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Comparing projection technologies


3LCD projectors are one of the least expensive projectors available. Most use inorganic liquid-crystal display panels that transmit, rather than reflect, light. Three panels are commonly used, one for each (red, green, blue) color. Optical filters split the white light from the lamp into the three colors and direct the colors through their respective panels. An image forms on a panel by varying an electrical signal sent to each pixel in quick succession, creating incredible color accuracy and contrast. With typical brightness levels up to 12,000 lumens, they are ideal for higher education, corporate and worship facilities.

DLP (1-chip, 3-chip)

A step up from 3LCD is the 1-chip (1DLP) and 3-chip DLP (3DLP)projectors. The heart of every digital light processing (DLP) chipset is an array of highly reflective aluminum micromirrors known as the digital micromirror device (DMD). The 1DLP approach places a rapidly spinning disk (color wheel) between the DMD chip and a light source.

The 3DLP method uses a DMD for each primary color (red, green, blue) which are optically converged, producing a single image. DLP technology provides excellent color control and consistency. Because the light is reflected out of the projector, DLP projectors tend to offer really high brightness in a smaller unit, while using less power. Using a proven robust reflective technology like DLP also makes DLP more suitable for high usage applications. Brightness for 1-and-3-chip DLP projectors ranges up to 60,000 lumens and resolution from SVGA to 2K and 4K. They are used in meeting rooms, auditoriums, small venues and attractions (1DLP) to large venues, live events, projection mapping spectaculars and theme parks.

Illumination sources for all projectors range from mercury and Xenon lamps to solid-state illumination like LED, laser phosphor and RBG laser.

Lampless (also called solid-state illumination)

In recent years, solid-state illuminated projection technologies have become available. Laser phosphor and RGB laser are two main illumination platforms. Typical laser phosphor projectors use a blue laser diode and a spinning phosphor wheel as the light source instead of a lamp. This means no lamps and often no filters need replacing, which reduces downtime and maintenance costs, while providing high brightness. Laser phosphor projectors are popular in high-use settings like boardrooms, classrooms and location-based entertainment.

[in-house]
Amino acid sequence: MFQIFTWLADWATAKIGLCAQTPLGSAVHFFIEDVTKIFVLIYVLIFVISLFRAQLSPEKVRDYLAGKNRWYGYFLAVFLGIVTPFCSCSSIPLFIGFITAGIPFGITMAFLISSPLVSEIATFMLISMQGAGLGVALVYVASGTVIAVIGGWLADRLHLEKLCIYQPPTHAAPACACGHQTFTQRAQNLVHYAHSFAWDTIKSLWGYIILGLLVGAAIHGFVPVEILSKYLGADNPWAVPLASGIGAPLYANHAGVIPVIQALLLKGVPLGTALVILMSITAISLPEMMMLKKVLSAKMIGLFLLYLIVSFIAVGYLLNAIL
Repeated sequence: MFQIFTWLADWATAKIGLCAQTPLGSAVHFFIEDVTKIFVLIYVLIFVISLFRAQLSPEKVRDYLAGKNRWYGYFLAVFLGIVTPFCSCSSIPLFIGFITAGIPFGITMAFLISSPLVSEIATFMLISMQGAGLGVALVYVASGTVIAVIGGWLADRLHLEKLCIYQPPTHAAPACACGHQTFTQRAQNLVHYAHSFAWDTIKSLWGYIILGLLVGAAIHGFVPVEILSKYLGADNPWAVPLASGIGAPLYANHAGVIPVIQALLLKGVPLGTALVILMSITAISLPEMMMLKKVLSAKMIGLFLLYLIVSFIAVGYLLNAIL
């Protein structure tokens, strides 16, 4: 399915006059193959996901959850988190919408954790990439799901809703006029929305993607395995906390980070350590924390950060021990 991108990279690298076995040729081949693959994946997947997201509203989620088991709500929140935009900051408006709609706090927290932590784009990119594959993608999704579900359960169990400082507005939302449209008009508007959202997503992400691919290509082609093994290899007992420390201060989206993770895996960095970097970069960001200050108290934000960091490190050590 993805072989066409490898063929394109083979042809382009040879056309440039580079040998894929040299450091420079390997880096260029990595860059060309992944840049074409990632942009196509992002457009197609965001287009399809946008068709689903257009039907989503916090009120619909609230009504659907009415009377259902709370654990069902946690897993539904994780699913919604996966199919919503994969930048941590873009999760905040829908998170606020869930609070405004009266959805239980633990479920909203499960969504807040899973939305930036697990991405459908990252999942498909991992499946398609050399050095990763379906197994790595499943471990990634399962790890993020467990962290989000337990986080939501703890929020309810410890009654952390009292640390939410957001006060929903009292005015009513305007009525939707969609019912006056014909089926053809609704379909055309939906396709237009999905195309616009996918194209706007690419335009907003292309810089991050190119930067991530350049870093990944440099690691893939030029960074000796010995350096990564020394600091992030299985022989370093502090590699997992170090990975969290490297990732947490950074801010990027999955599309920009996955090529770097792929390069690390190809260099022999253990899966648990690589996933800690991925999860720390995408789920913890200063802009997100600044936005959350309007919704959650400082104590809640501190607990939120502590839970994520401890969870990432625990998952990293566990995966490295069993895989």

Pure laser

RGB laser technology, often referred to as ‘pure laser,’ uses individual red, green and blue lasers to generate light. Producing the brightest images and the purest colors, RGB laser technology is the pinnacle of solid-state illuminated projection, generating light up to 60,000 lumens today. RGB laser is ideal for giant screens, rental staging, projection mapping, location-based entertainment and applications where high-brightness and reliability are important.

Joe Kleiman
Joe Kleiman
Raised in San Diego on theme parks, zoos, and IMAX films, InPark's Senior Correspondent Joe Kleiman would expand his childhood loves into two decades as a projectionist and theater director within the giant screen industry. In addition to his work in commercial and museum operations, Joe has volunteered his time to animal husbandry at leading facilities in California and Texas and has played a leading management role for a number of performing arts companies. Joe previously served as News Editor and has remained a contributing author to InPark Magazine since 2011. HIs writing has also appeared in Sound & Communications, LF Examiner, Jim Hill Media, The Planetarian, Behind the Thrills, and MiceChat His blog, takes an unconventional look at the attractions industry. Follow on twitter @ThemesRenewed Joe lives in Sacramento, California with his wife, dog, and a ghost.